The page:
Eindhoven into Switzerland

Ted’s parents timed their visit perfectly; last Tuesday, we got to do something very special. It was the 18th of September, the 63rd anniversary of the liberation of Eindhoven in WWII, so we went to see the commemoration of that at the Stadhuisplats (City Hall Square), right around the corner from our flat. There’s a parade re-enacting the liberation, so it was a long line of 1940s-vintage military vehicles rolling into town. Most of the people riding on them were too young to remmeber the war, but there were also a surprising number of 1940s-vintage military veterans, from England and the US and the Netherlands. The first one bore a flame brought from Bayeux, where the Normandy landings were. They rolled along the whole route of the liberation, into the town square and around it. they were followed by a number of bands, then innumerable troops of scouts and drum majorettes and dance groups, so many that I think most of the kids in the area must have been included somehow.

I got double vision during the military part of the parade; looking at the postmodern town hall and the antique vehicles, I started seeing it as it must have been 63 years ago. There were remains of older bidings and craters from bomb damage; those elderly veterans were young men, tired and dirty but satisfied with the job they’d done, and they were hading out cigarettes and candy to a crowd that was much hungrier-looking than the one we stood in, wearing four-year-old mended clothes, jubilant and tearful at once. By the end when they made a speech in three languages and played four national anthems I don’t think I was the only one dripping a few tears. It’s a powerful thing to hear your national anthem played, out of gratitude, in a foreign country.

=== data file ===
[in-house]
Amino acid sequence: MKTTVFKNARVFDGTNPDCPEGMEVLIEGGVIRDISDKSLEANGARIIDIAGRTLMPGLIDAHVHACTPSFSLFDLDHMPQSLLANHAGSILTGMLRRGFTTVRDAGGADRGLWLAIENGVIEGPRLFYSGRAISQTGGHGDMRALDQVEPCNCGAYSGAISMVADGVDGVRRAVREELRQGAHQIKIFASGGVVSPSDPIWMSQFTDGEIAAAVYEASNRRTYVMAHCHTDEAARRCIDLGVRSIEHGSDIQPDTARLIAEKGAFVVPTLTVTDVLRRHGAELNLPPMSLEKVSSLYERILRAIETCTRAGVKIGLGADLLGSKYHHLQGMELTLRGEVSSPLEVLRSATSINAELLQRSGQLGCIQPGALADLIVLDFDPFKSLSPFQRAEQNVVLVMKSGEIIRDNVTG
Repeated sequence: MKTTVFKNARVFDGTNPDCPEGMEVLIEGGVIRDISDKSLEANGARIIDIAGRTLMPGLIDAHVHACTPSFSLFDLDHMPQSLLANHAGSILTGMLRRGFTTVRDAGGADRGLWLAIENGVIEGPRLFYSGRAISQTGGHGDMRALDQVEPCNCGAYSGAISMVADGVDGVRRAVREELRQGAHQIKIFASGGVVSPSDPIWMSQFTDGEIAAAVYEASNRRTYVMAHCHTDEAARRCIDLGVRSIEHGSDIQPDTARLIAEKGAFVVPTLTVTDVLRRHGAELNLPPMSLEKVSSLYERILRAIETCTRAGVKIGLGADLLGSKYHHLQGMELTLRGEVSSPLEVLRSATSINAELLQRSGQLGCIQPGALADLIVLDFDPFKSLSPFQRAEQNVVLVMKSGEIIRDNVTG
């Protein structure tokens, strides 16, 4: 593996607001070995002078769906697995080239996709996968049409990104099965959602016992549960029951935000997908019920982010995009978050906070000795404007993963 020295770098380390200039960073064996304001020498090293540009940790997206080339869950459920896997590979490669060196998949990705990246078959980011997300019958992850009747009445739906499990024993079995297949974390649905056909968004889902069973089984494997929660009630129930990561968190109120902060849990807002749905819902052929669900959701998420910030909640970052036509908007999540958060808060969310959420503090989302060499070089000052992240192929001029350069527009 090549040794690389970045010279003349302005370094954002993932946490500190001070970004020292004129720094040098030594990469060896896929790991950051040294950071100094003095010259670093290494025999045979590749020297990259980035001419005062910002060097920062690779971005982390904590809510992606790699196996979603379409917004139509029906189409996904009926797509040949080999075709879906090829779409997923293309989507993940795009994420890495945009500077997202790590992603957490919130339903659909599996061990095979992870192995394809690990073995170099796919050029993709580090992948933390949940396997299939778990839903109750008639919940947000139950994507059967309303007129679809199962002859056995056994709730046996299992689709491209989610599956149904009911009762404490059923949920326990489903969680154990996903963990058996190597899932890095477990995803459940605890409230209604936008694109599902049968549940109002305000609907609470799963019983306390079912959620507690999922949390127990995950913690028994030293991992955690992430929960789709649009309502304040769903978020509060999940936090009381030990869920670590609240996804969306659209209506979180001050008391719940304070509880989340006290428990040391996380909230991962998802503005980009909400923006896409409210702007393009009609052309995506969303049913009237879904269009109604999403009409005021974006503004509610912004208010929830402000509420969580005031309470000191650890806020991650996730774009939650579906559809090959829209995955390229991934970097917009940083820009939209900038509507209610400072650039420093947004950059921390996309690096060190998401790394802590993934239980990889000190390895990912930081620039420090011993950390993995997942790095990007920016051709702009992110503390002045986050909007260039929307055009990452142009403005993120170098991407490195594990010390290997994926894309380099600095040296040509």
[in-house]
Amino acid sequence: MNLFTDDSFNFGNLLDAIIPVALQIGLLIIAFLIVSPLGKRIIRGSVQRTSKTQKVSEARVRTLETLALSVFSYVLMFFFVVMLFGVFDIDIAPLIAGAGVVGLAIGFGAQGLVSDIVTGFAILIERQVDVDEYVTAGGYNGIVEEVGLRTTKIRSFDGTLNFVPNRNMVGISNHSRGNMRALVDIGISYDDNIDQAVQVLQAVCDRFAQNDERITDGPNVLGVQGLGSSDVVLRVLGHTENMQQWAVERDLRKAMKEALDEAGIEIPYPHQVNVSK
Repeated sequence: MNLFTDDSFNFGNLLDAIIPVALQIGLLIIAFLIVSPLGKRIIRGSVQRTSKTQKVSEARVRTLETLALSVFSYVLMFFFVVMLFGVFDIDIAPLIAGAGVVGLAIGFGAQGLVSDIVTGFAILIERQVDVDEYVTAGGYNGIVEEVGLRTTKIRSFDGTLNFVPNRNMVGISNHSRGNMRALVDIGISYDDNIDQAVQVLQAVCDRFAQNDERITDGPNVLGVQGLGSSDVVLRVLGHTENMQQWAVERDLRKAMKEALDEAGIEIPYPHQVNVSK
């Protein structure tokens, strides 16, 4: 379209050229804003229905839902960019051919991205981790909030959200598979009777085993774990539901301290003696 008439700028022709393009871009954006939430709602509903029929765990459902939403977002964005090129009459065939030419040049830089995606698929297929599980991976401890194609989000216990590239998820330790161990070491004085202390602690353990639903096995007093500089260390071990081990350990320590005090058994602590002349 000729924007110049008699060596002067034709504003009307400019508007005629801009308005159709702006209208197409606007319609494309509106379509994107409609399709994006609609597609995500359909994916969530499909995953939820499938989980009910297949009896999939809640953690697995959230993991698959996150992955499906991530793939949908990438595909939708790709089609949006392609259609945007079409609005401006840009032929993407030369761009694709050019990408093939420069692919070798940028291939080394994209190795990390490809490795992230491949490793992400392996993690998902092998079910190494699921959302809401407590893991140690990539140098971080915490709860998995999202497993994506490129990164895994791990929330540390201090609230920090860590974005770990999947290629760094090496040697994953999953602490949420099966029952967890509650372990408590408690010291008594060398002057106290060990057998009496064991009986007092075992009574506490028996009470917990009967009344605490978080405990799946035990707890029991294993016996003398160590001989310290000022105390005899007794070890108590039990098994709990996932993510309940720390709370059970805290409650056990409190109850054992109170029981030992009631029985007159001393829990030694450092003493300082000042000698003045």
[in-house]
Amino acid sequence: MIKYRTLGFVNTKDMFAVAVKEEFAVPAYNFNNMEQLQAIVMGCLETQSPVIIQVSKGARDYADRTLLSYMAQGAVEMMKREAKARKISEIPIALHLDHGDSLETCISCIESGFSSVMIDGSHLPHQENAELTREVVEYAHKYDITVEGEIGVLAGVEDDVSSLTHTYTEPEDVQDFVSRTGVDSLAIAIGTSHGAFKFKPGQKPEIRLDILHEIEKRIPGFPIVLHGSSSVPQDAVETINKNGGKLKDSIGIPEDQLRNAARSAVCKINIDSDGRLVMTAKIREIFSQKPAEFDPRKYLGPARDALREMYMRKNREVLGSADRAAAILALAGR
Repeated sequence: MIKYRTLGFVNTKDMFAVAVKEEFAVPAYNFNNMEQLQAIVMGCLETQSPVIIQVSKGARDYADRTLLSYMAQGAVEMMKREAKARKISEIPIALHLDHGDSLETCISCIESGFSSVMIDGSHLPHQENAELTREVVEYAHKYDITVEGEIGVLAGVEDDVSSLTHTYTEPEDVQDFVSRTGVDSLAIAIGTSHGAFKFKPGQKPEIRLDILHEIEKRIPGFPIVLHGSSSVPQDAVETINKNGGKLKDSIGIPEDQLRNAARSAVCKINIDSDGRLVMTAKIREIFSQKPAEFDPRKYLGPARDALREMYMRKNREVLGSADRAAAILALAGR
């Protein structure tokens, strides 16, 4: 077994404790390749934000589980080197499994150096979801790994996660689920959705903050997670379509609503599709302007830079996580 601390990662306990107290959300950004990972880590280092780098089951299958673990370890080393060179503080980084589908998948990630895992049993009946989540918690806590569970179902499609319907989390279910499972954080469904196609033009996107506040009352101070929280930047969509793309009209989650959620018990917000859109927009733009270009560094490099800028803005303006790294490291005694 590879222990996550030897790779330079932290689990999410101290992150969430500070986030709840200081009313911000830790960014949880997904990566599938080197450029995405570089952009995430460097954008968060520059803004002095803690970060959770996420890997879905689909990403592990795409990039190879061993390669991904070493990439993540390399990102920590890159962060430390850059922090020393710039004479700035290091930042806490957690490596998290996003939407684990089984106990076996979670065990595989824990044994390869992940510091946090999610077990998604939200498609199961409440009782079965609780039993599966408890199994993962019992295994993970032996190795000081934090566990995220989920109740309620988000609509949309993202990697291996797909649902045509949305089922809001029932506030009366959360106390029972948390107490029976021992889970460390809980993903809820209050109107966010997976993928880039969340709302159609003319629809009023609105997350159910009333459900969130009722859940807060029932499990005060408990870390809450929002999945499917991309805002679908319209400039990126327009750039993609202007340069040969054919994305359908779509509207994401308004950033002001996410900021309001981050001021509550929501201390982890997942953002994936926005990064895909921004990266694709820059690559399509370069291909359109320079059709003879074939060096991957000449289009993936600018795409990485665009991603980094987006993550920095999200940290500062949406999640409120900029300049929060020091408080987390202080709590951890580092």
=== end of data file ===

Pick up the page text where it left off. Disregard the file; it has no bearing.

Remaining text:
Karen and Ken spent the next two days in Amsterdam, returning well-traveled and very tired,then on Saturday we all drove to Paris to see them off on their tour to see the Treasures of France. Pity, really; after a night in Paris, Ted and I took off down south towar yon. We found a hotel in Macon, then embarked on a tour of the Beaujolias region. We tasted and bought a couple of the Cru Beaujolais wine and enjoyed seeing the countryside. The town of Julienas rather reminded me of an old Scottish song:

Oh, what a parish, a terrible parish
Oh, what a parish is that o’ Dunkel’;
They hangit their minister, droon’d their precentor,
Dang doon the steeple and fuddled the bell.
The steeple was doon, but the kirk was still staun’in’;
So they biggit a lum whaur the bell used tae hang.
A still-pot they got and they brewed Hieland whisky;
On Sundays they drank it and ranted and sang.

because they store and sell wine in the old town church. There’s a fine new church up the hill, but you can tell the old one is where the history is. It now has appropriate stained-glass windows with relevant mottoes (like “In Vino, veritas), a mural where the altar would have been featuring Bacchus and his Maenads, and a painting somewhat reminiscent of the Last Supper viewed from the foot of the table, with the arms of an implied cross made my two men reaching to the taps of wine barrels beind the man standing with bowed head at the head of the table.

I’m writing this after a day driving around Switzerland, sitting in front of an open window that looks out over Lake Lucerne. This hotel, the Hermitage could be a little nicer – but only if they had rowing shells for us to use on this famous rowing lake.

And in looking that link up, I found that the hotel does list rowing as one of the recreations offered. Off to investigate.

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